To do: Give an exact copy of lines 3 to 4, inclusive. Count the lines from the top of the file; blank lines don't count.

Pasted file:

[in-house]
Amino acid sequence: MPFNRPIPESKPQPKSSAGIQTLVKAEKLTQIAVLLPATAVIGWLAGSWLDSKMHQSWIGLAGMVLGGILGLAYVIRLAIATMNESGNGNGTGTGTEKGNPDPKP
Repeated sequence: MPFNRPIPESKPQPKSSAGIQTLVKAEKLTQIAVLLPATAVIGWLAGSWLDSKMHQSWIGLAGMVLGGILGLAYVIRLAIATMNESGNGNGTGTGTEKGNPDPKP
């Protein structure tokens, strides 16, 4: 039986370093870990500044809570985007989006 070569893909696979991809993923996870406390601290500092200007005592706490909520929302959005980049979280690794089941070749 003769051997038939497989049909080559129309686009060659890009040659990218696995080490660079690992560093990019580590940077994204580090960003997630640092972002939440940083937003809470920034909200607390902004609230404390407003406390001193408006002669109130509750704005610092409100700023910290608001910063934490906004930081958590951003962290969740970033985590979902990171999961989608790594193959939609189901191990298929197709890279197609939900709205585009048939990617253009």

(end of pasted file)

Repeated sequence: MPFNRPIPESKPQPKSSAGIQTLVKAEKLTQIAVLLPATAVIGWLAGSWLDSKMHQSWIGLAGMVLGGILGLAYVIRLAIATMNESGNGNGTGTGTEKGNPDPKP
């Protein structure tokens, strides 16, 4: 039986370093870990500044809570985007989006 070569893909696979991809993923996870406390601290500092200007005592706490909520929302959005980049979280690794089941070749 003769051997038939497989049909080559129309686009060659890009040659990218696995080490660079690992560093990019580590940077994204580090960003997630640092972002939440940083937003809470920034909200607390902004609230404390407003406390001193408006002669109130509750704005610092409100700023910290608001910063934490906004930081958590951003962290969740970033985590979902990171999961989608790594193959939609189901191990298929197709890279197609939900709205585009048939990617253009």